As for those images of the trio of county and federal buildings, they were all built in the sturdy and heavy Romanesque style with their steeply pitched roofs, frequent use of arched openings and windows, large ornamental blocks on the facades and the lighter blocks at the ground level, and, in the case of the court house and city hall, impressive towers rising above the heights of the structures. By contrast, the Hollenbeck Home, built on the estate of capitalist John E. Hollenbeck (who, before his death in 1885, acquired thousands of acres of the Rowland family’s share of Rancho La Puente in modern Covina and West Covina) by his widow, Elizabeth, was a more graceful Renaissance Revival structure, with tile roofing, short conical towers, arched porticoes and a projecting bay at the southern end. These images were obviously added to showcase structures of pride in the city, even if the latter seems incongruous in conjunction with the other three.
Many of the real estate ads are general for firms offering their services to a rapidly growing city and county, though some do have some listings or at least some specifics. Grider and Dow, which offered a pretty impressive vignette of a tree-lined street below the firm’s logo listed properties as “some of our bargains” ranging from $350 for a lot south of downtown to a five-room cottage on a large lot for $1500. A firm with a great name for virtually any business, Wilde and Strong, mentioned it offered the Frank Sabichi (this was an early family in Los Angeles) Tract at San Pedro and 7th streets, in what is now a largely commercial area near the Fashion District.
Clark and Bryan, a major firm of the time, did not say much other than offering a teaser that “we will in November place on the market the finest subdivision in the City.” This was the Lone Star tract, which was launched at the end of the month, and which had 161 lots west of Hoover Street south of Olympic Boulevard and north of Pico Boulevard. You can read more about it at the very detailed Westmoreland Place blog. John R. Taylor offered diverse properties on Broadway near his office by city hall, as well as in Verdugo near Glendale, and just under 50 acres in far-flung Ontario. Speaking of far-flung, G.W. Rogers offered land on the former Rancho Jurupa, northwest of Riverside where the modern city of Jurupa Valley is now, and which comprised over 22,000 acres. Among these were citrus and sugar beet land, the latter a half dozen miles east of “the largest Beet Sugar Factory in the U.S.” at Chino.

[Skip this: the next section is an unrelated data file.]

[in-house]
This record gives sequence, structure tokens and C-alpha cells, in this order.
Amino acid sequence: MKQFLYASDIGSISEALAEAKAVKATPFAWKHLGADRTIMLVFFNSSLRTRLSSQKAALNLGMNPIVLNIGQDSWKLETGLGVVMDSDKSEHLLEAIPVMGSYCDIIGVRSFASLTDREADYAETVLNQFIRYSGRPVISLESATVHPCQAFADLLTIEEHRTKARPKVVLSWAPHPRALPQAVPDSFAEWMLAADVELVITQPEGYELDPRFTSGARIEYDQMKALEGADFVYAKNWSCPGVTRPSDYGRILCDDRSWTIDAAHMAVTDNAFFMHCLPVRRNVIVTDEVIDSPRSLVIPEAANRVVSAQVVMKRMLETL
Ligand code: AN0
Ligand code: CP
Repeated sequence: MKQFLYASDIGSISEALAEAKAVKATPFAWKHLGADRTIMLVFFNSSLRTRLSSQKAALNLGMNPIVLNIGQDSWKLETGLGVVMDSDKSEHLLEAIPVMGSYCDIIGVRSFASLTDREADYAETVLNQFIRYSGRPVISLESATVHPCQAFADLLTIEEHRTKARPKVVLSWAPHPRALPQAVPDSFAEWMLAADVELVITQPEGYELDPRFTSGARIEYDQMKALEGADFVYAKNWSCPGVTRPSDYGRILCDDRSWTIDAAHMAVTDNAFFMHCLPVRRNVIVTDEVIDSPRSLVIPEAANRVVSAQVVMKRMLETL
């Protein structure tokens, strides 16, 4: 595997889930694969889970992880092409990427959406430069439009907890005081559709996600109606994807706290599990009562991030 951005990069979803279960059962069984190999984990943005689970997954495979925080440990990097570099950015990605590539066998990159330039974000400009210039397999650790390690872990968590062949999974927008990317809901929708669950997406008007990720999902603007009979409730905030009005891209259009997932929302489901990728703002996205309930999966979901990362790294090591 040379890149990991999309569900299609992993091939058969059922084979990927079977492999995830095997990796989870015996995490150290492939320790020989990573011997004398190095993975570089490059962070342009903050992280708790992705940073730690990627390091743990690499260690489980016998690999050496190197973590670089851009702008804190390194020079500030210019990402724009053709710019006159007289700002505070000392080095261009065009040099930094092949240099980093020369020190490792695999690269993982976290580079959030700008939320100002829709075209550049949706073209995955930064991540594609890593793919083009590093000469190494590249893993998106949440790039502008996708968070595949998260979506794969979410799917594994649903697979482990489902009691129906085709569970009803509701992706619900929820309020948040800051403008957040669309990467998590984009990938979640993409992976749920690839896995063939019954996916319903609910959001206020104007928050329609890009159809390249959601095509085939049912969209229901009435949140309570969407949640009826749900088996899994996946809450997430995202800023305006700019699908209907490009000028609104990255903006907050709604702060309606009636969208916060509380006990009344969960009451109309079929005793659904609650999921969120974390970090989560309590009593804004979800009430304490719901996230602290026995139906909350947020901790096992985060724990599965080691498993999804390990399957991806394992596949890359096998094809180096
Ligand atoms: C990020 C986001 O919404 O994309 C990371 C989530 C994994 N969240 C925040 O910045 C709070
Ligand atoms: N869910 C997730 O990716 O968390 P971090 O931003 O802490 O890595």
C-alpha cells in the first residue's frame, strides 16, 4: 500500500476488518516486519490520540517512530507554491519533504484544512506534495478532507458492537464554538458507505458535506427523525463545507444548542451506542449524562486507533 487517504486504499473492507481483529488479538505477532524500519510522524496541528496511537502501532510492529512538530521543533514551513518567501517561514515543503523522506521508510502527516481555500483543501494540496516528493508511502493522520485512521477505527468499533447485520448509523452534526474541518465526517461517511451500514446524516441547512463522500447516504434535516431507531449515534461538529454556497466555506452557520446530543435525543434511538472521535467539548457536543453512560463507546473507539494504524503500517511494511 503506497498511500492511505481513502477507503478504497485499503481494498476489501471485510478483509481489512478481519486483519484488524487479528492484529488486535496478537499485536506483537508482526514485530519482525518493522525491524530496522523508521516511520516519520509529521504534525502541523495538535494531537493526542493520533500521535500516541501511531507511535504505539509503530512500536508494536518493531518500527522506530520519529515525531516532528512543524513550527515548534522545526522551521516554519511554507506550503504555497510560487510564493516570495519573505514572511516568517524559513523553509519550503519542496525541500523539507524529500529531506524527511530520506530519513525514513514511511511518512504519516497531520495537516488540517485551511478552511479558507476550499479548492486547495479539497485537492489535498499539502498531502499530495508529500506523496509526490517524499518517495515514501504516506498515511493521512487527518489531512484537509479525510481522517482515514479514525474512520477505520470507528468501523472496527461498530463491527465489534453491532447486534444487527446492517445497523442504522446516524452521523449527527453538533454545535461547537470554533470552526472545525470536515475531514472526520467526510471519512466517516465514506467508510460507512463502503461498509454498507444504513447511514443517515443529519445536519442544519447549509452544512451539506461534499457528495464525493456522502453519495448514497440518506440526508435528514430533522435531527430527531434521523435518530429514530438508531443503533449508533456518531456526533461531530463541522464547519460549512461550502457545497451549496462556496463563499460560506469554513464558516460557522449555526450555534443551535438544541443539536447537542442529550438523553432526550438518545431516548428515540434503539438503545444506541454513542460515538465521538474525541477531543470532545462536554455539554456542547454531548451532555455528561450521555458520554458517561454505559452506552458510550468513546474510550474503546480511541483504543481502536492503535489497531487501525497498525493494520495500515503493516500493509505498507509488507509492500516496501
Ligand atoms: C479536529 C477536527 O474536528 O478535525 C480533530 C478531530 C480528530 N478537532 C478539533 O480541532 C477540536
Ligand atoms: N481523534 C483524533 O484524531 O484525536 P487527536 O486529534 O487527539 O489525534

Prudent Beaudry, a French-Canadian who served as mayor of Los Angeles when the Temple and Workman bank collapsed in 1875-76 and who amassed an impressive portfolio of real estate when the city was experiencing its first growth pangs in the decade or so before that, died in 1893, so one ad was for the Beaudry Estate and its executors who were “desirous of closing up” its affairs. Lots were offered from $50 in East Los Angeles, later renamed Lincoln Heights, to $525 in an unspecified area less than a ten minute walk from Spring Street, but which could have been on Bunker Hill or a nearby area where Beaudry heavily invested when that section was totally undeveloped. Naturally, the offerings were “the most bona fide Bargains and best Investments in Los Angeles City Real Estate.”
This issue of the Los Angeles Journal is an interesting and informative snapshot of the financial situation and the real estate market in the Angel City as it approached the end of the nineteenth century and during a time between the huge growth booms of the late 1880s and the early 1900s.